Category Archives: Mindfulness

My Teen Wants to Live With His Birth Mom. Now What?

Of all the questions I’ve received while leading workshops and  webinars on openness, this one stands out because it gets at the heart of the the deepest fears people have about undertaking a parenting journey in which our child has (shudder) other parents.

Fear causes us to close down.

And as we see from so many comments on the previous post in this series, closing down can so easily cause us to lose what we want most.  Think of loving a flower so much you crush it in your hand.

The Effect of Fear and Closedness on Adoptive Parents’ Relationships with Their Kids

Here’s the third question that came at the end of a webinar I delivered on parenting via donor conception (donor eggs, donor sperm, donor embryos), making this Part 3 of the Parenting GPS series. You’ll see again that third-party reproduction and traditional adoption have a lot in common for both parents and children.

How do you handle a 17 year old who you have raised with love and understanding and all of a sudden they decide they want to go live with there birth parents because they say your rules aren’t fair?

gps for parenting via third-party reproduction

This is where mindfulness and resolving our own triggers can keep an issue from being magnified. For if we are able to neutralize fears within us, then we are free to focus only on the teen’s issue. As the grownups in the equation, isn’t that how we’d like to parent — to make sure our kids don’t have to navigate our issues as well as theirs?

So that’s the first thing: resolve any fears you may have about not being good enough parents, about being abandoned by your teen, about feeling unappreciated (“after all I’ve done for you”), about losing your teen to his birth parents.

The second thing is to tune in with your teen. Sometimes that’s simply abiding with him — bearing witness to his angst without question or lecture. Sometimes it’s finding a good counselor or therapist (an adoption-competent one if at all possible) to help work through knotty problems like control issues — common to adoptees, according to the Primal Wound theory — identity, relationships, self-esteem, and other things teens grapple with. Wanting to move in with birth parents may not be the actual issue, but a piece of a bigger puzzle.

(Then again, maybe it is the actual issue. Teen issues are notoriously difficult to suss out.)

Why Mindfulness?

Mindfulness is allowing  space and light  into a dark,  tight place. Mindfulness is stopping to breathe. Mindfulness is a tool that helps us open to our inner selves. Mindfulness enables us to pull out our fears and resolve them.

Without mindfulness, your issues and your teen’s issues could mix in a toxic way, with everyone reacting from deep-seated fear, everyone panicking, and with things so much harder than they need to be. If you’re in the grip of fear at the same time your kiddo is, who’s driving the bus down the craggy mountain?

Think about what you want most with your kids. I’m guessing in the top 3 would be a healthy, vibrant, eternal relationship. Are you more likely to get that by being closed or by being open?

Mindfulness brings about openness.

You can see that my response to the participant’s question is more about how to figure out what to do rather than offering actual advice what to do. In preparation to handle this very difficult situation — which I may very well face myself one day — I aim to do two things.

  1. Preserve the relationship with my kids above all else.
  2. Remain vigilant of my own fears and insecurities and deal with them so that they don’t affect my judgment or my relationship with my kids.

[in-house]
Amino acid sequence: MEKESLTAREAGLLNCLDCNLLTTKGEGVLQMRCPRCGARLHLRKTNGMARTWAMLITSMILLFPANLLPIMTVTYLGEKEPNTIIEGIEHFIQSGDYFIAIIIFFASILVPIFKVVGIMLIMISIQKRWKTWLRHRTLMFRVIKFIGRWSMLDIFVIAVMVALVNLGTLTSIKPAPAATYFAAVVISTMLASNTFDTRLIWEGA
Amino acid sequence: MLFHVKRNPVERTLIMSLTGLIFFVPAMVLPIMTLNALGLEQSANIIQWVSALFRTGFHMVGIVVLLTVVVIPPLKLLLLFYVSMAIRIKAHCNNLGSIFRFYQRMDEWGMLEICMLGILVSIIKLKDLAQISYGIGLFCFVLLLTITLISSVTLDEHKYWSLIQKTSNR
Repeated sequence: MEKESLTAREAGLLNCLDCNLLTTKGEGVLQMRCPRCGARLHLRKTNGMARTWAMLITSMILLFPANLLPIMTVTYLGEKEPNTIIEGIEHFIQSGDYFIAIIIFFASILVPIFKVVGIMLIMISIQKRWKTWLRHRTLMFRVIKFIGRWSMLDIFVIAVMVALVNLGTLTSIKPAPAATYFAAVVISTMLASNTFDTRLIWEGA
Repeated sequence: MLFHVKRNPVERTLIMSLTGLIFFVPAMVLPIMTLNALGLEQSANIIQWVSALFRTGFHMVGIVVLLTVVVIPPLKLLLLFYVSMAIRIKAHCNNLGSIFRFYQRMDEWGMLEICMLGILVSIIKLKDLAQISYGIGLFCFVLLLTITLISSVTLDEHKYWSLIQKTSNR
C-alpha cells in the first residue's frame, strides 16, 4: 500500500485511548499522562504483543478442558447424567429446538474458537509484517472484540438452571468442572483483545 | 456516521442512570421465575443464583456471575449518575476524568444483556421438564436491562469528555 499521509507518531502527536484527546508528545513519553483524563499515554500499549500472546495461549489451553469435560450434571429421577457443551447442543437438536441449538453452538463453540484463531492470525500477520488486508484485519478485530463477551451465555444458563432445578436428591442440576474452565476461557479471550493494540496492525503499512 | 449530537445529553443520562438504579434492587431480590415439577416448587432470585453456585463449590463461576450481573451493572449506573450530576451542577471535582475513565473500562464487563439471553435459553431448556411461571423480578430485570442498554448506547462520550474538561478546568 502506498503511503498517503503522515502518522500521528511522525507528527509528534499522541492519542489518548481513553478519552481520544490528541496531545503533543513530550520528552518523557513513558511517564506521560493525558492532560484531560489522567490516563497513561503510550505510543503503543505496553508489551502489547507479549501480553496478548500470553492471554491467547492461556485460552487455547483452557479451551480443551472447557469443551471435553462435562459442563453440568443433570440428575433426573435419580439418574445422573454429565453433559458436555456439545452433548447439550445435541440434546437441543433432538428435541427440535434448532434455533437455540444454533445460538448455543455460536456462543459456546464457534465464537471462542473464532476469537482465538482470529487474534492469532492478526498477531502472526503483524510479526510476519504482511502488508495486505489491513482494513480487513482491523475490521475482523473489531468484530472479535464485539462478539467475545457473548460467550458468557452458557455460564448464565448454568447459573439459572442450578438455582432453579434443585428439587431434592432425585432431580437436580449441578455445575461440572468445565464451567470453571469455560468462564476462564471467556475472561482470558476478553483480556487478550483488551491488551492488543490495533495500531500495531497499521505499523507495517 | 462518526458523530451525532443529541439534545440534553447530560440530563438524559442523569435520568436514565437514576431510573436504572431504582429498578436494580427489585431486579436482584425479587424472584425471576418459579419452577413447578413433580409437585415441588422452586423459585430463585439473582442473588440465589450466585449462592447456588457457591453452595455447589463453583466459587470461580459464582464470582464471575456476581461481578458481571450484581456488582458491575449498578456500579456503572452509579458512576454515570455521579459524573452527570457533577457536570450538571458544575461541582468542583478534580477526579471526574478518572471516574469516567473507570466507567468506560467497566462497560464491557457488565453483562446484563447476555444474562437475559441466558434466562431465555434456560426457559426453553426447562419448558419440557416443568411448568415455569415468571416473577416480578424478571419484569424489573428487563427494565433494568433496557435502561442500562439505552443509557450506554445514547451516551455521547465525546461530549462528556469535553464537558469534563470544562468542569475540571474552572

What do you think? What advice do you have for the parents of a teen who wants to live with a birth parent? Is that different from wanting to live with another person? Why or why not?

Other questions in this series:

  Image courtesy of nuttakit at FreeDigitalPhotos.net

Peace I Leave With You, My Friends

Especially in light of so many polarizing events in 2014, I’m featuring this little story, retold from my teacher, Ethel, who was, herself, retelling it.

~~~~~

Why Can’t There Be Peace on Earth?

A child asked at bedtime, “Mommy why is there war? Why can’t there be peace in the world?”

peace in the world

“Well, to have peace in the world, we need peace in our country.

“To have peace in our country, we must have peace in our city.

“To have peace in our city, we must have peace in our neighborhood.

“To have peace in our neighborhood we must have peace in our home.

“To have peace in our homes we must have peace in our hearts.

“My child, do you have peace in your heart? Are you always kind to your siblings? Friends? Acquaintances? Strangers? Enemies?

To have peace in the world we must cultivate peace within.”

peace begins hyper locally

I wish each of you dear readers — and myself — peace within.

And here’s my annual singing Christmas card

…delivered with a little help from my sisters.

Images courtesy Stuart Miles and supakitmod at FreeDigitalPhotos.net

Confession: I’m with Gwyneth

Gwyneth Paltrow via MingleMediaTVNetworkI remember seeing Gwyneth Paltrow in Shakespeare in Love back in the day, but I haven’t sought her out in any later movies. And until this week, I’d never even heard of her lifestyle website, Goop, much less visited it. Sure, she’s been faintly on my radar for years — she’s gorgeous, wealthy, and married to a lead singer for a band I’ve been known to sing along to. I know that together they have two kids, a bit younger than mine, and that surely they live a life of glamor and riches.

I didn’t see much that we had in common other than raising two children (unless she also sings Viva La Vida in the shower).

I was also aware that, like Anne Hathaway, Gwyneth is one of those women — seemingly blessed in all the big ways — that other women love to hate. I get it. Some of her quotes do sound blesseder-than-thou, Marie Antoinette-esque in their disconnection from the lives we mere commoners experience.

As much as I feel zilch for Gwyneth regarding most of her life, I admit that I liked when I heard that she’d said she and her husband, Chris Martin, were “consciously uncoupling.” (Although if she’d researched the “50 percent of marriages end in divorce” statistic, she wouldn’t have perpetuated the myth on her site.)